Samantha’s handsome neighbor “Dante” inspires her to think she’s going to Hell just for looking at him.
“In the Inferno of Dante, Count Ugolino, forced to cannibalize his children’s corpses, is led to narrate the horror by Dante’s offer to retell the story up in the world above. Genesis 19 not only tells the story of incest between Lot and his daughters, but proceeds to name their offspring: Moab and Ben-ammi, and the Moabites and Ammonites descended from them. Abel’s blood ‘cries out’ with its story, and the fratricide Cain is marked.” [. . .] –Robert Pinsky, New York Times, June 8, 2008
The third installment of the Dominic Stansberry‘s San Francisco mystery series featuring Dante Mancuso, AKA The Pelican. Forthcoming, 2008 with St. Martin’s Minotaur.
“. . .THE ANCIENT RAIN, the third novel in a habit-forming series about Dante Mancuso, a private eye who knows everyone to talk to–or goes to the funeral of anyone unable to talk. Dante finds himself with a paying job when a federal prosecutor reopens a 1975 court case against Bill Owens, who once ran with the anarchists responsible for a bank robbery in which a woman was killed. As Dante works his sources–a vivid gallery of old-timers clinging to an eroding culture–he broods on the changes since 9/11, eloquently conveying the paranoia that can have a community seeing terrorists on every corner.” [. . .] –Marilyn Stasio, New York Times, April 27, 2008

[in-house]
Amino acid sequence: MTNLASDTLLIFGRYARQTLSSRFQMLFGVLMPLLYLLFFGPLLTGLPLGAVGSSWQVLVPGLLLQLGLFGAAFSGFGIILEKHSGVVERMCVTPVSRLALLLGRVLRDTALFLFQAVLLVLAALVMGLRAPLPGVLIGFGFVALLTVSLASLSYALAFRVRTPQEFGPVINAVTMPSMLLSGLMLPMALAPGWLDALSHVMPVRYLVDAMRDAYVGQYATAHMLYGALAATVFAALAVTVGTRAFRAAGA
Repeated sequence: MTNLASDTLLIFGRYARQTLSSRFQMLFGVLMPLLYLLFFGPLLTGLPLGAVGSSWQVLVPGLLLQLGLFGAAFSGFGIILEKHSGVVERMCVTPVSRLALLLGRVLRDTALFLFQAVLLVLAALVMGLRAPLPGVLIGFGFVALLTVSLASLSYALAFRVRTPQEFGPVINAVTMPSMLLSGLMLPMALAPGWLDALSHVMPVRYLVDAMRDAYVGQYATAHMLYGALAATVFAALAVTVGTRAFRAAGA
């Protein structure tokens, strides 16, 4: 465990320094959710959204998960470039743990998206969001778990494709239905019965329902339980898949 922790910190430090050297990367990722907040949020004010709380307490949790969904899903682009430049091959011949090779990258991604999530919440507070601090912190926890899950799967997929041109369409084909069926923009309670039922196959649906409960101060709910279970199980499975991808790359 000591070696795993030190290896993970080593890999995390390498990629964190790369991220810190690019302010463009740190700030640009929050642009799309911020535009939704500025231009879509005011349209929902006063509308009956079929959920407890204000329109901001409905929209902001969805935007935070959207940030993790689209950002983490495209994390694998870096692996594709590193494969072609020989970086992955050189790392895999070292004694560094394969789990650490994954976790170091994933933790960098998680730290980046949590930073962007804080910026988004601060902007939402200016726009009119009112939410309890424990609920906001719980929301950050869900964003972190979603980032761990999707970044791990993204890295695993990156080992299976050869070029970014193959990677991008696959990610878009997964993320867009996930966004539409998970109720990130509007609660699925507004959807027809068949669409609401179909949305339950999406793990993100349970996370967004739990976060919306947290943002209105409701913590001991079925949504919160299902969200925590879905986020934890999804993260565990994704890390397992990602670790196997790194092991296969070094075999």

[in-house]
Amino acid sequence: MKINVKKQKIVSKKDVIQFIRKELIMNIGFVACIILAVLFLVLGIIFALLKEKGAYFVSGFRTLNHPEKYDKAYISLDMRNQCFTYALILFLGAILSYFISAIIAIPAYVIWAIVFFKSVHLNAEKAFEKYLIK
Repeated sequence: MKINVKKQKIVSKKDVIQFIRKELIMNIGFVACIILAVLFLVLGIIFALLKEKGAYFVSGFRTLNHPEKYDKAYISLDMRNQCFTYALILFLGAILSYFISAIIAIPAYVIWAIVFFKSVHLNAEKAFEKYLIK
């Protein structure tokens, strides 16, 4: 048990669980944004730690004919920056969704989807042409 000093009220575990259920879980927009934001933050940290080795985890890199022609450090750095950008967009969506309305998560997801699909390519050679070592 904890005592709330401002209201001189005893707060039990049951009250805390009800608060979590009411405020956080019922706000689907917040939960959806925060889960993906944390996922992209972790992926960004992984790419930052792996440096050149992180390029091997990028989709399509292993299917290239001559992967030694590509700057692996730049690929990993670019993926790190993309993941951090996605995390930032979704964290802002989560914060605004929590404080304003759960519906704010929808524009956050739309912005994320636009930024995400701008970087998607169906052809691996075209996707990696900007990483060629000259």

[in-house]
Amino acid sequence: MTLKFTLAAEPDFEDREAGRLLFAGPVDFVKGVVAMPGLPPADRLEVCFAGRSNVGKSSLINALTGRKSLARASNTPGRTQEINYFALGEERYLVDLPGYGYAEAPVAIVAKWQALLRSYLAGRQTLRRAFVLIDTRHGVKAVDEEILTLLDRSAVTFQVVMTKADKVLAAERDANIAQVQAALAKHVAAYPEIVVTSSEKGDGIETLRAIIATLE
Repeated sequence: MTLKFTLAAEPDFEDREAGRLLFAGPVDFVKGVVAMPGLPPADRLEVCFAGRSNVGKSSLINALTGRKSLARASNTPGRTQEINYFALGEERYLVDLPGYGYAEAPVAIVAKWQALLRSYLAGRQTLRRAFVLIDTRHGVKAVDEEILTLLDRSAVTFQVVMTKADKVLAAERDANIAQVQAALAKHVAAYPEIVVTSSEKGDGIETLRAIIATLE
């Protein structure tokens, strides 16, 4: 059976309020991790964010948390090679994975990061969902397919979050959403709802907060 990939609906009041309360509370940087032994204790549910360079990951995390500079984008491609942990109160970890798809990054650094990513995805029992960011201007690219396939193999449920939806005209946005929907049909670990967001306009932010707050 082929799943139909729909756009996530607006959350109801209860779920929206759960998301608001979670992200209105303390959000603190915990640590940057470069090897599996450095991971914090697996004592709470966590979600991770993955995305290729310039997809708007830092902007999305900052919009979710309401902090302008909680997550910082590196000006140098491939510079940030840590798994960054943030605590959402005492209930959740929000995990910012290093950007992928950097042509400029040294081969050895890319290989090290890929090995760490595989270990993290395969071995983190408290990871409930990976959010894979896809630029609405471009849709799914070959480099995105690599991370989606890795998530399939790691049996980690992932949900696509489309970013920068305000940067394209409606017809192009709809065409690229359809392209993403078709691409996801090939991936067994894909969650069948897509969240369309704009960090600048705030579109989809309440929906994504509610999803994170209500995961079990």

Difficult to see, but the “Tuscany per donna” has as its slogan in French “Out of that stream there issued living sparks” (Par. XXX.64) and in English, “It draws fire to the moon” (Par. I.115). The “Tuscany per uomo” has as its slogan, “It moves the sun and the other stars” (last verse of Paradiso).
Contributed by Guy Raffa (University of Texas, Austin)